The Spring quarter is coming to a close and many of us are busy putting the final touches on a slew of school projects. This month I figured I’d just share some photos and let you in on some really exciting work students and I have been a part of in the last few weeks.

Field Lab: Wall Plastering

Field lab: wall plastering. Photo by Nicholas Bogosian.

Abbe Popescu applies the browncoat on the chimney wall of the Morristown House. Jon Smith, our field lab instructor, has done plaster work on major projects including Edith Wharton’s ‘The Mount.’ It was thrilling to watch him mix his ingredients and apply the plaster with such ease and fluid technique. Abbe quickly became the plaster queen and has also plastered another wall in the house.

Field Lab: Plaster Stabilization

Photo courtesy of Abbe Popescu.

Photo courtesy of Abbe Popescu.

Photo courtesy of Abbe Popescu.

Abbe and I endeavored on a plaster stabilization project under the stairs in the Morristown house as well. One section of the ceiling was missing a significant section of plaster. We were wanting to stabilize the remaining historic plaster and apply new plaster to the exposed hand-hewn lath. We chose the washer method where a metal washer is counter-sunk into the loose plaster with a screw to help hold the plaster firmly against the lath again. A more conservation-oriented method involves drilling holes in the existant plaster and injecting acrylic fills to bind the loose plaster to the lath again.

Paints & Clear Finishes

Photo by Nicholas Bogosian.

In my paints and clear finishes class I’ve been experimenting with creating different paints, stains, and “clear” finishes from “scratch.” A large part of this is just understanding the major characteristics of each and the varieties of components one can use in the final recipe list. All final experiments are displayed on wood sample pieces.

Of the many historic paint finishes I experimented with, egg tempera was one:

Egg tempera. Photo by Nicholas Bogosian.

Plaster: Medallion

Molding tooth. Photo by Nicholas Bogosian.

In Plaster class, the creation of my medallion continues. Most all of the aplique has been cast. Now that I’ve made my tin tooth, I can now begin the process of running my medallion base. Once all aplique has been set, I can prime and paint.

Field Lab: Timber Framing.

Photo by Nicholas Bogosian.

Photo by Abbe Popescu.

Photo by Nicholas Bogosian.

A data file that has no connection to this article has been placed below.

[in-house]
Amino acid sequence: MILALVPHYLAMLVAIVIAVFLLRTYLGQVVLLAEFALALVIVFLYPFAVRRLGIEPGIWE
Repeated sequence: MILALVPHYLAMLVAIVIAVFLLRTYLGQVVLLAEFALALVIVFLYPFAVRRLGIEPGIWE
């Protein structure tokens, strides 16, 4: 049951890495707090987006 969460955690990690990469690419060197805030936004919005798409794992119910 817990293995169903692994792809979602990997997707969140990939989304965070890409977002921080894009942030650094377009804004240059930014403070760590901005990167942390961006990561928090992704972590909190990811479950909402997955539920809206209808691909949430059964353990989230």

The basement at the Morristown House has been supported for a while now with shoring devices until we were able to re-build the timber brace supports. This morning we worked on creating mortise and tenons and fitting the final pieces together. All final pieces are fastened with treenails.

In other news, I’ve begun the planning stages for my project in Advanced Material Sciences class. We can choose any material we want and design an intensive preservation project based around it. I’m interested in wood conservation, specifically the conservation of early framing styles. Jon Smith, our field lab instructor is a timber framing and covered bridge aficionado and he told me about a local Farmstead with some really amazing (no, TRULY amazing) old timber construction.We went and looked at it, and it was one of the most amazing experiences I’ve had since I’ve been here in Ohio. Floyd, the current owner of the farmstead talked to me for at least an hour and seemed to have such a deep connection with the place and with what it represented of early rural vernacular life. It’s still an operating farm and a popular site on the Drover’s Trail. It’s called the Kinney Farm and dates to the 1860s.

I’m still in the process of learning more about it, but there are currently five structures on the property all on the National Register. With Jon’s guidance, I’m going to document the Carriage house on the property (which is falling into quick disrepair) and repair the rotted sills and any other timber conservation needed. I am excited because this will involve some structural shoring techniques which I have yet to have any experience with. It will also be great because we will be dealing with early American building techniques/joinery/tools – all for a Nationally Registered structure! Can’t wait to share the experience with you PiP readers.

Preservation Photos #34

At Longfellow’s Wayside Inn in Sudbury, MA, the Redstone School moved by Henry Ford because of its significance with the girl Mary of the poem, Mary Had a Little Lamb.